Arturo Rodriguez, Department of Literacy, Language, and Culture

Rodriguez, A. (2017). Imagining education: Beyond the logic of global neoliberal capitalism. Charlotte, NC: Information Age Publishing.

Given the current social climate this book interrogates capitalism’s relationships to and influence on education. More importantly, this book is part of a greater effort to re‐humanize society by generating dialogue, encouraging solidarity and providing analyses of power and avenues for agency in supporting a life beyond the logic of the state and its implied structure, global neoliberal capitalism. The authors speak to the conceptual and material manifestations of neoliberalism that order education.

Youngkyun Baek, Department of Educational Technology

Baek, Y. (2017). Game-based learning: Theory, strategies and performance outcomes. New York: Nova Science.

At a time when digital games are becoming much more commonly used in classrooms, this book provides a much-needed guide to different forms and applications of digital game-based learning. The book brings together researchers and practitioners from around the world who share their theories, strategies, findings of case studies, and practical approaches to support better performance and learning outcomes when learning with digital games.

Norm Friesen, Department of Educational Technology

Friesen, N. (2017). The Textbook and the Lecture: Education in the Age of new Media. Baltimore: Johns Hopkins University Press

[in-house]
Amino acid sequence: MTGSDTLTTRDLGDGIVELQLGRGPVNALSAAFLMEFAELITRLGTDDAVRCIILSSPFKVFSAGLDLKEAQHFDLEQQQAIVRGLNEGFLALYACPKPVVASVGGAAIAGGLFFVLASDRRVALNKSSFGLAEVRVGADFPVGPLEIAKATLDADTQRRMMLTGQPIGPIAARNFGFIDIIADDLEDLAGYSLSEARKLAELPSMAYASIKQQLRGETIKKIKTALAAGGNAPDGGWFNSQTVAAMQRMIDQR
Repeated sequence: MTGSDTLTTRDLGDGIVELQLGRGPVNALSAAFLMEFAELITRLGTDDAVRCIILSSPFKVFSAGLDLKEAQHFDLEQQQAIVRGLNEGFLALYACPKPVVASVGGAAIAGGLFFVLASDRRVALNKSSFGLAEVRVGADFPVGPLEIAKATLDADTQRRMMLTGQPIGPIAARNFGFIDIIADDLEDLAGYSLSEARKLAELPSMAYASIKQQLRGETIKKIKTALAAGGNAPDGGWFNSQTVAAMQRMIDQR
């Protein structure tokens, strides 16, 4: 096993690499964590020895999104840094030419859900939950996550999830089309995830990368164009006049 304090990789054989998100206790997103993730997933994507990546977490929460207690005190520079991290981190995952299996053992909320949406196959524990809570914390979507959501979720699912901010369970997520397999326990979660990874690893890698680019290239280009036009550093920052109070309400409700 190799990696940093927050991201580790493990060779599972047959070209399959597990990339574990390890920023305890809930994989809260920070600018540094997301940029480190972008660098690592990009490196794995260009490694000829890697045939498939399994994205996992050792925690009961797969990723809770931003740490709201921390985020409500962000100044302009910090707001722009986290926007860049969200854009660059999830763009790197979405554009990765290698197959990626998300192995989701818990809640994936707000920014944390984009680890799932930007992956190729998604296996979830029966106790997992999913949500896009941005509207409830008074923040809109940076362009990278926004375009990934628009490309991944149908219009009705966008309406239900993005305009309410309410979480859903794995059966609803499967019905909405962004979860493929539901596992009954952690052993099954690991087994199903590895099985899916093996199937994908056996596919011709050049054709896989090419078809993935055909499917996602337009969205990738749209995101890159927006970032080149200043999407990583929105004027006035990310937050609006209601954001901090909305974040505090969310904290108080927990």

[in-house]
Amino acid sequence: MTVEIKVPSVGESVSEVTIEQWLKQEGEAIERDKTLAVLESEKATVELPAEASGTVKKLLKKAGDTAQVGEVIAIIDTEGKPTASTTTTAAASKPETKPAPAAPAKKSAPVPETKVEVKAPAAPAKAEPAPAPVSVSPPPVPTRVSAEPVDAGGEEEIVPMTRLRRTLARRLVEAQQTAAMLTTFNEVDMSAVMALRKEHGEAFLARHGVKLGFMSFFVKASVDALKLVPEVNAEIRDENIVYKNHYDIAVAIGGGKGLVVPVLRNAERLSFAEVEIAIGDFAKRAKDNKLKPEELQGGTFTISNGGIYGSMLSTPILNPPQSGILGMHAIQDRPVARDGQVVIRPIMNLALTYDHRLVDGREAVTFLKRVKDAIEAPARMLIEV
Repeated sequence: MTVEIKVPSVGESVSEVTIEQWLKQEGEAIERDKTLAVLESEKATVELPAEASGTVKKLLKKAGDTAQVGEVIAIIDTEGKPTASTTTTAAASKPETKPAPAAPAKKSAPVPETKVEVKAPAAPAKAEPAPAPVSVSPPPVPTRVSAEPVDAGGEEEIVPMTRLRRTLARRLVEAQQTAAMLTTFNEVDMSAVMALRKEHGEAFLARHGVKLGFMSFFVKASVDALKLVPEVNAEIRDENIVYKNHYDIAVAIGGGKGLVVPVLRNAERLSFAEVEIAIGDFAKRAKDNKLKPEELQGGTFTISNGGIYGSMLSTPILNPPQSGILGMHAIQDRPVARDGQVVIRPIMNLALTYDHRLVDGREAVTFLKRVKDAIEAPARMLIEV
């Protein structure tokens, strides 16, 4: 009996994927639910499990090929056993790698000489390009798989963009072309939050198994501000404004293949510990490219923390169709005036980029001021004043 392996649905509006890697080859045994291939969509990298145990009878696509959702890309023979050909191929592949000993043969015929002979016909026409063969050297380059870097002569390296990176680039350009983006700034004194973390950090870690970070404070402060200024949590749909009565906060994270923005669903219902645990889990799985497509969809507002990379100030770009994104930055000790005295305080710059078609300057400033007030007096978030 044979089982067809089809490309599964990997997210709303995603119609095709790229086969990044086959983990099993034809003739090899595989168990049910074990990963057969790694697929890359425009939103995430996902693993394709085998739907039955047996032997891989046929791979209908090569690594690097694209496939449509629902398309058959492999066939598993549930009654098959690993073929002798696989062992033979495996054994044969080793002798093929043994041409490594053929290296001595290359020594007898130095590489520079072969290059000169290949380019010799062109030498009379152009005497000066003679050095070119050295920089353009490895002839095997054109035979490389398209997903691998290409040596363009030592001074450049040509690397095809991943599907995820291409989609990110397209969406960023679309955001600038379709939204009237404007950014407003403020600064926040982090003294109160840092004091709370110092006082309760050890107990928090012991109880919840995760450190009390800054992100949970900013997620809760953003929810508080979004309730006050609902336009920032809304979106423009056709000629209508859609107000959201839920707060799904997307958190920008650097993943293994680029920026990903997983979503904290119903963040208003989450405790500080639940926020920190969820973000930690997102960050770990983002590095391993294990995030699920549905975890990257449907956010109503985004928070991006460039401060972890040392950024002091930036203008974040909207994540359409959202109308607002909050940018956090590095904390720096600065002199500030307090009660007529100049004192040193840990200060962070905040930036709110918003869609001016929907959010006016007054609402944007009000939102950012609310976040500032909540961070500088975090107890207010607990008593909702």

Why are the fundamentals of education apparently so little changed in our era of digital technology? Is their obstinate persistence evidence of resilience or obsolescence? Such questions can best be answered not by imagining an uncertain high-tech future, but by examining a well-documented past—a history of instruction and media that extends from Gilgamesh to Google. Norm Friesen looks to the combination and reconfiguration of oral, textual, and more recent media forms to understand the longevity of so many educational arrangements and practices.

 

 

 

 

 

Fall 2018 Teacher Education Candidates Share Inquiry Findings


Boise State intern teacher candidates presented inquiry research findings at the Fall 2018 Inquiry Fair on November 26 at the Student Union Building.

Almost 80 teacher education students studying in elementary and secondary teacher preparation programs presented their findings at the two-hour event.

Examples of presentation titles include:

  • Learning Preferences and Interactions, Gabrielle Sturge
  • Teacher Rapport with English Language Learners, Gena Case
  • Mindfulness and Student Behavior, Jaraka Ball
  • Critical Thinking and Self-Efficacy, Robert Wilcox

 

 

Teacher Candidates Learn about Professional Year Placements


Over 30 elementary and secondary teacher candidates attended an information session on November 7th in the Imagination Lab about the professional year placement process. The professional year is the final year for teacher education students, and includes the intern and student teaching semesters.

The information session included a discussion led by teacher education faculty, and other activities to support teacher candidates make the most of their professional year experience.

Boise State Teacher Candidates Prepare for Employment

Boise State teacher candidates participated in practice interviews with local school administrators at the Student Union Building on November 5th. The seminar provided candidates with real-world interview experience and advice from future employers.